of domestic manufacture unless the value of the components is
less than the minimal use threshold for the project.
Id. (emphasis added). In other words, pursuant to
the 1997 Memorandum, if a manufactured product "
predominately" consisted of steel, and the narrow,
minimal use exception was inapplicable, its steel components
were required to be produced in the United States. The 1997
Memorandum did not, however, define the word "
The 2012 Memorandum
the foregoing backdrop emerged the document at the center of
this dispute: the 2012 Memorandum issued by the FHWA's
Associate Administrator for Infrastructure, John Baxter, to
the leaders of the FHWA's Division and Field offices.
Like the 1997 Memorandum, the 2012 Memorandum sought to
" clarif[y] the [FHWA's] position regarding
application of Buy America requirements to manufactured
products." AR at 53.
2012 Memorandum is hardly a model of draftsmanship. It began
by observing that in the 1983 Regulations " the FHWA
found that it was in the public interest to waive application
of Buy America to manufactured products other than steel and
iron manufactured products." Id. It then noted
that the 1997 Memorandum " clarified that, while Buy
America does not apply to manufactured products, Buy America
does apply to components of 'predominately steel
2012 Memorandum went on to explain that, as a result of
various project reviews, questions had arisen "
regarding the scope of the application of the 1983 public
interest wavier for manufactured products." Id.
" For example," the Memorandum stated, " it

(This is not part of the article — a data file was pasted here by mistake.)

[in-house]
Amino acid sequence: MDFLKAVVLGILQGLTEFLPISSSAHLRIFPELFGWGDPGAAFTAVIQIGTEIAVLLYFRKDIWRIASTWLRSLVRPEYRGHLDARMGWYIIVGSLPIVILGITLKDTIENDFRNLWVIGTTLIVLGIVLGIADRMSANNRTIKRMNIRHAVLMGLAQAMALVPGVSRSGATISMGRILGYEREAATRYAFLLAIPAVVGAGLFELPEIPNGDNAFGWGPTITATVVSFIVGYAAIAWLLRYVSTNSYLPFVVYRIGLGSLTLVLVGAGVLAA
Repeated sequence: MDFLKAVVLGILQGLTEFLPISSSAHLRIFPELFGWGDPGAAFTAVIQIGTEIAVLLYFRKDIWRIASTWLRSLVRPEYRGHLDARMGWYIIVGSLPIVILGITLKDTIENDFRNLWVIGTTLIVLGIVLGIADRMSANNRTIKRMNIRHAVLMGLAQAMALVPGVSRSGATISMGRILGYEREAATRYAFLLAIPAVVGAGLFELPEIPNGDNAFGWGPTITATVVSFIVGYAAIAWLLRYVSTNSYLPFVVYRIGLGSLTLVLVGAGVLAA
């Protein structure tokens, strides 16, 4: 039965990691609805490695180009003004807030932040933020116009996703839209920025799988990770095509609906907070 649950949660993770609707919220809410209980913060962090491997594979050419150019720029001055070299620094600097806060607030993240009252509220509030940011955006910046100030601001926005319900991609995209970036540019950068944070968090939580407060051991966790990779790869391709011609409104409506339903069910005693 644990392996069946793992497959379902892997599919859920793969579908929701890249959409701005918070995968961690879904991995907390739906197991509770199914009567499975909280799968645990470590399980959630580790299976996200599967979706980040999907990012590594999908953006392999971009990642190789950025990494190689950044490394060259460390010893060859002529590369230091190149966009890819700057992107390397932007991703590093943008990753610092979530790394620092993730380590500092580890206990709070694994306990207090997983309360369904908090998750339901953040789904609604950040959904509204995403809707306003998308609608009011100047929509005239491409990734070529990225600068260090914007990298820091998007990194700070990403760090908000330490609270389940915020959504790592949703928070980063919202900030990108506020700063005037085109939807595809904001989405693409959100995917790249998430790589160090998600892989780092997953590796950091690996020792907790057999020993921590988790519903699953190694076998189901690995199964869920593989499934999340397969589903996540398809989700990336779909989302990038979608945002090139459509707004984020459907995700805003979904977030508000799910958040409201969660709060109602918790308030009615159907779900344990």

has been suggested that nuts, bolts, washers, and other
miscellaneous steel and iron parts used in common
off-the-shelf products such as toilets and the filaments in
light bulbs must be Buy America compliant." Id.
Concerned that such an interpretation is " inconsistent
with the previous 1983 waiver decision and . . . not
cost-effective to administer," the FHWA found it "
necessary to clarify the applicability of the waiver for
manufactured products." Id. The Memorandum then
stated that the " FHWA continues to support the Buy
America waiver for manufactured products in the 1983
[Regulations], as clarified by the 1997 [Memorandum]."
Id. at 54. That waiver, it noted, " was
intended to apply to all manufactured products except for
steel and iron manufactured products." Id.
the logic of the 2012 Memorandum becomes increasingly
difficult to follow. Although the preface of the Memorandum
identified concerns about the application of Buy America to
miscellaneous products, such as bolts and washers, the
Memorandum then refers to a different type of product--a
traffic controller, which the 1983 Regulations had cited as
an example of a complex article whose component parts are
difficult to trace. Id.; see also 48 Fed.Reg. at
53102. The 2012 Memorandum did not explain here, or at any
other point, how complex articles like traffic controllers
are related to miscellaneous products. It then observed that,
since the issuance of the 1983 Regulations, some states had
subjected " signal heads and other traffic control
equipment to Buy America," leading them to seek "
project specific ...